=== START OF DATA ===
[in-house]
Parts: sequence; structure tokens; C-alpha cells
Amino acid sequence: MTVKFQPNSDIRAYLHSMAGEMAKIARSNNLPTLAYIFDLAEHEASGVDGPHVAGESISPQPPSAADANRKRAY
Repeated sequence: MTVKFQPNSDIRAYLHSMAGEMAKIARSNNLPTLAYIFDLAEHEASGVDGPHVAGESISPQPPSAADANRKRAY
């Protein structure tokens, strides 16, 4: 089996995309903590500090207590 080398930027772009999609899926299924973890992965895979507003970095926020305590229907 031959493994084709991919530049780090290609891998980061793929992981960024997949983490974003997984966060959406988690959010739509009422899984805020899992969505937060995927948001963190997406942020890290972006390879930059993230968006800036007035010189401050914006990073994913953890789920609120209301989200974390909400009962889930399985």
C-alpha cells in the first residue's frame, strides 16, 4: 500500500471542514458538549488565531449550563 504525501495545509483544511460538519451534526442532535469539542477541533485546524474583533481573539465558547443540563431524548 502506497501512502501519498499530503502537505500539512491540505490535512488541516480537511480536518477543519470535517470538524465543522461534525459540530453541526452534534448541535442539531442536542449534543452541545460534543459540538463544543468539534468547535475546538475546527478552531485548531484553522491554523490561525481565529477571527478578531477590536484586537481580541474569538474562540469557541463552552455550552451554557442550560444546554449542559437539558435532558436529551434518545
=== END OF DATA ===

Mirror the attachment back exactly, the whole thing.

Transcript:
[in-house]
Parts: sequence; structure tokens; C-alpha cells
Amino acid sequence: MTVKFQPNSDIRAYLHSMAGEMAKIARSNNLPTLAYIFDLAEHEASGVDGPHVAGESISPQPPSAADANRKRAY
Repeated sequence: MTVKFQPNSDIRAYLHSMAGEMAKIARSNNLPTLAYIFDLAEHEASGVDGPHVAGESISPQPPSAADANRKRAY
């Protein structure tokens, strides 16, 4: 089996995309903590500090207590 080398930027772009999609899926299924973890992965895979507003970095926020305590229907 031959493994084709991919530049780090290609891998980061793929992981960024997949983490974003997984966060959406988690959010739509009422899984805020899992969505937060995927948001963190997406942020890290972006390879930059993230968006800036007035010189401050914006990073994913953890789920609120209301989200974390909400009962889930399985």
C-alpha cells in the first residue's frame, strides 16, 4: 500500500471542514458538549488565531449550563 504525501495545509483544511460538519451534526442532535469539542477541533485546524474583533481573539465558547443540563431524548 502506497501512502501519498499530503502537505500539512491540505490535512488541516480537511480536518477543519470535517470538524465543522461534525459540530453541526452534534448541535442539531442536542449534543452541545460534543459540538463544543468539534468547535475546538475546527478552531485548531484553522491554523490561525481565529477571527478578531477590536484586537481580541474569538474562540469557541463552552455550552451554557442550560444546554449542559437539558435532558436529551434518545